One of the reasons Brother Roger was so adamant about welcoming young people is because he understood the questions and doubts that many of us go through during this time in our lives. He also was open about his own questions of faith during this time in his life. Perhaps we are all, despite our age, still wrestling with much of our own ‘spiritual baggage’ at this moment.


The life of faith is not easy. In the beginning of the Gospel of Matthew Jesus is recorded as calling certain individuals to ‘follow me.’ These young fishermen, tax collectors, and even a revolutionary were compelled to follow this man as they were known as the first disciples of Jesus. So in the most basic sense, the idea of discipleship is simply ‘to follow Jesus in one’s life.’

But let’s not be mistaken in believing that it was a simple process. We read chapter after chapter of the disciples messing up, not understanding Jesus’ teachings, or all together missing the point of what Jesus was all about at times. They carried their own spiritual baggage as they sought to learn from this man whom they could not resist.

Just previous to this morning’s reading (last week), we were witnesses to the feeding of the 5,000. You would think that after such a miracle, a mystery of faith, that the disciples would fully be on board!

But…then we get to the next chapter…

If we want to give credit to the disciples for anything, they were pretty responsive. We will read the word ‘immediately’ several times within the gospel of Matthew:

22Immediately he made the disciples get into the boat and go on ahead to the other side, while he dismissed the crowds. 23And after he had dismissed the crowds, he went up the mountain by himself to pray. When evening came, he was there alone,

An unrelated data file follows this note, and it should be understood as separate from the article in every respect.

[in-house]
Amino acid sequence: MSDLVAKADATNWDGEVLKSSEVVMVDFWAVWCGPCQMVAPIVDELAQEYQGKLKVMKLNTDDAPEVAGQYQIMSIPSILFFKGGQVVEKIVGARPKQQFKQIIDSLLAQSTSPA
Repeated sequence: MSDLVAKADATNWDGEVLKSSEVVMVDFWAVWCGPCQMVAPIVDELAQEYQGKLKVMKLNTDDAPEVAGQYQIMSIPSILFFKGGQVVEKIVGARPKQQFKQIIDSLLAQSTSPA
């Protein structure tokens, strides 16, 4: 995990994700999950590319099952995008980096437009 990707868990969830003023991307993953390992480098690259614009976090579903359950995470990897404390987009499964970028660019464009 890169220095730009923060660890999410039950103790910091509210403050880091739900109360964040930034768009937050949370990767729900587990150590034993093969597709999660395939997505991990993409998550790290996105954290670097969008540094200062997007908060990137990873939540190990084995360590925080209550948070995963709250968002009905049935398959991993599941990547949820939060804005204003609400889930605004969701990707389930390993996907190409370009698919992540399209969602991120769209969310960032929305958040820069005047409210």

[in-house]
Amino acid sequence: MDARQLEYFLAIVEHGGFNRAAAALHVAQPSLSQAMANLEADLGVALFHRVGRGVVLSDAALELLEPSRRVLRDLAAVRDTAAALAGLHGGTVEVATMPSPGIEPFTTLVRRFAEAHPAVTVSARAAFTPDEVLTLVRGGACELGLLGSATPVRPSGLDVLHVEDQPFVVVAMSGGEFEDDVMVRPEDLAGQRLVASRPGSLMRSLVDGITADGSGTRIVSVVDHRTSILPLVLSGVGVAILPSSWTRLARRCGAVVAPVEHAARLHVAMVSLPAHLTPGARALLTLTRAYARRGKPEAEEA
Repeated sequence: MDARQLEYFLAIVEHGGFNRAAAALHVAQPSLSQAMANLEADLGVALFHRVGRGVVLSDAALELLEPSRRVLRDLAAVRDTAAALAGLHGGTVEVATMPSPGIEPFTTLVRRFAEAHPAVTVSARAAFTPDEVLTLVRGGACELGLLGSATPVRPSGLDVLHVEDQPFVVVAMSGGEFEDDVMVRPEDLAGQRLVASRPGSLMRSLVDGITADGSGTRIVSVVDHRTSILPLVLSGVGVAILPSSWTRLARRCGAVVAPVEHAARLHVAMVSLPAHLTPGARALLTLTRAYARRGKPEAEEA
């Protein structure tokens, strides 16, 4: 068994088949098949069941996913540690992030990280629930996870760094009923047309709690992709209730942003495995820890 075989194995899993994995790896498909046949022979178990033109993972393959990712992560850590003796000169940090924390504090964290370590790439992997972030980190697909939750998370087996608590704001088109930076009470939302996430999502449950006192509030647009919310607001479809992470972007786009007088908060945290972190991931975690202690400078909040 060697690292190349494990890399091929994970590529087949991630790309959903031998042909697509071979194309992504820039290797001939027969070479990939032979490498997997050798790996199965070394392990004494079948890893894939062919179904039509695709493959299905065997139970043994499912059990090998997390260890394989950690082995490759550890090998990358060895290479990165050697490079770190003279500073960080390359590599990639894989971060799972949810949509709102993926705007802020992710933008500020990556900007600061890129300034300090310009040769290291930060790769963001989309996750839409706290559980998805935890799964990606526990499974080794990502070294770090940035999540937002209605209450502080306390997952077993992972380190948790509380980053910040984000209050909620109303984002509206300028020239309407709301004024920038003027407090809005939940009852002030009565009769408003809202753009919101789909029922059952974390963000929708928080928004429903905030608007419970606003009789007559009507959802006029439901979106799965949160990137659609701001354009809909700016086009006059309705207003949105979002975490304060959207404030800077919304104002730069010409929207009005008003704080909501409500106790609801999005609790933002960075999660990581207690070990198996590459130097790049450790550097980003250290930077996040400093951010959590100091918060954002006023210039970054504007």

Okay, so the disciples are doing alright. They understand Jesus needs some time to be by himself, and they will hang out on the boat. Many of them are fishermen after all; they are comfortable on the boat. But then ‘life happens’ once again…

24but by this time the boat, battered by the waves, was far from the land, for the wind was against them. 

 The disciples tried to stay close; they tried to be good disciples, but the storm was relentless…

How many of us have felt battered by the storms and waves of life at times?

25And early in the morning he came walking toward them on the sea. 

26But when the disciples saw him walking on the sea, they were terrified, saying, “It is a ghost!” And they cried out in fear. 

 So there is a storm, the disciples are understandably a little shaken, and then they see Jesus walking over the water. But instead of knowing who it was, they freaked out a little. Again, understandable.

The next verse, however, is more about Jesus, and less about the disciples. Jesus proclaims himself, not as just an ordinary man, but the Divine. Much like God appears to the prophets of old, Jesus appears to the young, imperfect, disciples: ‘…it is I’.

27But immediately Jesus spoke to them and said, “Take heart, it is I; do not be afraid.”

Peter is emboldened by this statement of Jesus,

28Peter answered him, “Lord, if it is you, command me to come to you on the water.” 

29He said, “Come.” So Peter got out of the boat, started walking on the water, and came toward Jesus.